“It’s good to see and hear from another adult,” Rashai said.
Another New Moms participant, Eniya, said she also values the virtual meetings with her Family Support Specialist Jennifer Ruiz.
“It has been beneficial to talk to someone outside of friends and family,” said Eniya, who enrolled in the Family Support program in January. “She’s unbiased, like a neutral person, she doesn’t know anybody that I could possibly be talking about. It’s an honest answer and that does help a lot.”
In April, Eniya earned her bachelor’s degree in health science but the end of the semester was entirely online. She said while she was still able to graduate, the switch to eLearning was unexpected.
“It actually benefited me,” Eniya said. “That saved me gas money. That saved me toll money. It also gave me more time to do my homework.”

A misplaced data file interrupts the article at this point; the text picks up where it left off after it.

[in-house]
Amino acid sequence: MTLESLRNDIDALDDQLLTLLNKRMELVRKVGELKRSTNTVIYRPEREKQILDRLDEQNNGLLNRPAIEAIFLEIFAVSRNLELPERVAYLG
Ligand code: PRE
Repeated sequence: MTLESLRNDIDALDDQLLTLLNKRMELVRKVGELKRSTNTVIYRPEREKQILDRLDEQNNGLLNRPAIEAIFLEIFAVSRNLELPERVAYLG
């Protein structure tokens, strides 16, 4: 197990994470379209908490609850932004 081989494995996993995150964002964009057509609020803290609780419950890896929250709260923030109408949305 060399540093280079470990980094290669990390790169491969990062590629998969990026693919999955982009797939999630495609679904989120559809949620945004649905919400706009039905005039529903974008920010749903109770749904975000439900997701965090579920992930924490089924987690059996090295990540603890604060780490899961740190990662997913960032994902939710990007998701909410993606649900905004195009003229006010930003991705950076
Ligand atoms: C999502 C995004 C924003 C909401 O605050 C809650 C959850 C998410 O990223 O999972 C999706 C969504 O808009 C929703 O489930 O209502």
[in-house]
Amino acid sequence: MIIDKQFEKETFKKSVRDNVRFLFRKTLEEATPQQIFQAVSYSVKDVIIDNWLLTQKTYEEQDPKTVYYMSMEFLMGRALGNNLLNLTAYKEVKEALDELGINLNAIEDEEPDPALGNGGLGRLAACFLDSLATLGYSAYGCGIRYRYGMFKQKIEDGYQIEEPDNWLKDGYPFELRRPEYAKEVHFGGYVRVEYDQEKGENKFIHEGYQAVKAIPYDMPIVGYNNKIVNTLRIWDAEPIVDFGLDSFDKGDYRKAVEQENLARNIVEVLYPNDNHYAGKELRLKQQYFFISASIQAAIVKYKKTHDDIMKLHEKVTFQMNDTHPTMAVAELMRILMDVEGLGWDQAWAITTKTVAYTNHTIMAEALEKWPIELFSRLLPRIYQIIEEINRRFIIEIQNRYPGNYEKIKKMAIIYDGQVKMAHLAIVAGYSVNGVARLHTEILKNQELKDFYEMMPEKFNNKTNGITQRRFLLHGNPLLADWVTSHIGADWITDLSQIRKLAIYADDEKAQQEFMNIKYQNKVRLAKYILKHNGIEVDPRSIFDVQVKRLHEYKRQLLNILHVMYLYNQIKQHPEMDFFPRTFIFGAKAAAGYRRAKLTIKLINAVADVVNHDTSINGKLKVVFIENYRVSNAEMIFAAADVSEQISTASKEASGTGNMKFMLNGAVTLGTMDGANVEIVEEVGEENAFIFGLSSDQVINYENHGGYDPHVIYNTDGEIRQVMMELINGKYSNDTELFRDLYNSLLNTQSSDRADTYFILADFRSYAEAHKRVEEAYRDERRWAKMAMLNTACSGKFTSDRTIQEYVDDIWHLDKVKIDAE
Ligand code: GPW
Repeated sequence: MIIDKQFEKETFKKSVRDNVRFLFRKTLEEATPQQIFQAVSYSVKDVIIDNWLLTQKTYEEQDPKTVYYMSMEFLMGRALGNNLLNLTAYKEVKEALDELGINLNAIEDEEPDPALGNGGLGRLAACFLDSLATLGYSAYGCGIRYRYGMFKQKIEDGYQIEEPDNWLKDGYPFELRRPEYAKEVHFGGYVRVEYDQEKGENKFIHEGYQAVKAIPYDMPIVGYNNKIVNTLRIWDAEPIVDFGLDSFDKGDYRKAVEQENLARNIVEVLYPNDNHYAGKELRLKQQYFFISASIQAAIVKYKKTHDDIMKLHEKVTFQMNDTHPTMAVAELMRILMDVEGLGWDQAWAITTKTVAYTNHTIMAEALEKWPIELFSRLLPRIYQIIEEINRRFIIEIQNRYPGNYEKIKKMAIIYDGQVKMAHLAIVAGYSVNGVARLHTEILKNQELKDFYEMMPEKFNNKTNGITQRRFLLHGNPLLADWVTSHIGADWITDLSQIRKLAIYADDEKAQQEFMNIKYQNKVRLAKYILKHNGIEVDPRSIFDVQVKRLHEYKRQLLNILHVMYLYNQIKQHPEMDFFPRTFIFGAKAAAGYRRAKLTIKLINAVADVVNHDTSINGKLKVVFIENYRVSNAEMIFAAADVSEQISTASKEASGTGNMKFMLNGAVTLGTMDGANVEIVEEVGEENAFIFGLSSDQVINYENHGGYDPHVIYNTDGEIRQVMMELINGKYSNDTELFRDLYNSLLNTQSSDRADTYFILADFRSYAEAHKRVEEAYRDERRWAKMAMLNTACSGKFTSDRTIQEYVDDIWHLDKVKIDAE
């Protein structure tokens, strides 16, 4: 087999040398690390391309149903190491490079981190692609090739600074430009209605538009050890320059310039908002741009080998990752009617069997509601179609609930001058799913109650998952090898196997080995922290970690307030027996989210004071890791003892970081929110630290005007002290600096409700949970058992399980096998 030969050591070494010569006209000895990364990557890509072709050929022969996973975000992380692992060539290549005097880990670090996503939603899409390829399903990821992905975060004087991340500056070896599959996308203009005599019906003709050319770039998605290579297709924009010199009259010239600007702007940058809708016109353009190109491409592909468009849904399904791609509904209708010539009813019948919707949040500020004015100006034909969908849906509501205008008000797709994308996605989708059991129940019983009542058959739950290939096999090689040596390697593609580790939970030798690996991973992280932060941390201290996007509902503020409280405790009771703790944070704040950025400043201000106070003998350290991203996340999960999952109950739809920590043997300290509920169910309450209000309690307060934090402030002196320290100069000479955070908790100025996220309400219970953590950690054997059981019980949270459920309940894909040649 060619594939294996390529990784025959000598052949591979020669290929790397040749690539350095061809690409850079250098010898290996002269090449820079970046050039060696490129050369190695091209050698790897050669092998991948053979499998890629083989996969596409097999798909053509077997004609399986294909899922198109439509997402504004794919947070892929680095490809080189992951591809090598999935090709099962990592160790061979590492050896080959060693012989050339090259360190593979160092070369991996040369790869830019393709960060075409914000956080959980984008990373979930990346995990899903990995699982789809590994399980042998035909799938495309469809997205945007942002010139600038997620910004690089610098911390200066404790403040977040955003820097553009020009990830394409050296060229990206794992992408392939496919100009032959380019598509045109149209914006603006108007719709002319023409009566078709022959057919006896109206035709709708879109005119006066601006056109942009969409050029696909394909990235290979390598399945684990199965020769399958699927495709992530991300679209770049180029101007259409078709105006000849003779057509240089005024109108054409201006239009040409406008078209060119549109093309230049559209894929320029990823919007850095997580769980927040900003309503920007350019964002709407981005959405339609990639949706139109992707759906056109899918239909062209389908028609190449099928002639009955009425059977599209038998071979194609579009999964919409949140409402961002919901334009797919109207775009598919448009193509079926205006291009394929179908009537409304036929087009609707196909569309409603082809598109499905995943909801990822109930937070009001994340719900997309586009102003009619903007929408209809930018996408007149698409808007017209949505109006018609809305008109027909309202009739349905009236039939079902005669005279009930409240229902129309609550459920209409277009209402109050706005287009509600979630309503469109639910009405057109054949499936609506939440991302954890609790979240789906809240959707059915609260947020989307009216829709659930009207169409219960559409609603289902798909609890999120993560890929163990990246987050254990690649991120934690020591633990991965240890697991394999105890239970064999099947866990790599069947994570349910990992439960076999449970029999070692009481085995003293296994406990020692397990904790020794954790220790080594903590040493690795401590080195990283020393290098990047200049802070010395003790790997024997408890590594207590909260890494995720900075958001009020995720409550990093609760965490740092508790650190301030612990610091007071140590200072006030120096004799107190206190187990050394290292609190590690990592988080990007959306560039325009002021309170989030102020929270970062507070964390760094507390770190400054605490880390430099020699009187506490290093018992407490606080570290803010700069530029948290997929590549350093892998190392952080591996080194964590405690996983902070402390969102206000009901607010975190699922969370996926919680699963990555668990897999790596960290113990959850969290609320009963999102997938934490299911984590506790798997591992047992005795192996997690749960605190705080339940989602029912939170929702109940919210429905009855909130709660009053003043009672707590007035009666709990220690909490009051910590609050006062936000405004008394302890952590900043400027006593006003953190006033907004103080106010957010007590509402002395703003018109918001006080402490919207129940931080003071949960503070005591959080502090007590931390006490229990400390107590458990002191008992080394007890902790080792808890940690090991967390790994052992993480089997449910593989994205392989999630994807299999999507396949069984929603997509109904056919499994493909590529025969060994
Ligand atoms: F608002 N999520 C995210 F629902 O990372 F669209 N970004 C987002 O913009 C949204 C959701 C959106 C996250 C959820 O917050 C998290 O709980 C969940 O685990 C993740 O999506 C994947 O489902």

Eniya is currently working in the lab at BioLife Plasma Services and was promoted to her new position right before the COVID-19 pandemic. Because her nine-month-old son Mason’s daycare is closed, Eniya’s mom has been watching him while Eniya is at work.
She said quarantine has “drastically changed” the childhood she envisioned for Mason.
“I had imagined going out with him and being able to point up at the sky and be like, ‘Oh, that’s the sky and it’s blue’ or, ‘That’s the grass and it’s green,’” said Eniya, as she began to laugh. “Now, I’ve got to go through the house like ‘What is blue in here that I could point to? What is green in here?’”
However, Eniya said she’s not going to give up on her family’s goals because of the pandemic. She said she’s been trying to adapt to each change like a true scientist.
“I’m in the health field, I’m in the science field,” Eniya said. “So, seeing different things change everyday or finding new ways to do certain things is pretty much all I do. I like that aspect of it.”
New Moms also connected Eniya with Housing Forward, a local organization that addresses homelessness and housing insecurity. She’s been receiving rental assistance which she said has helped ease some of her worries.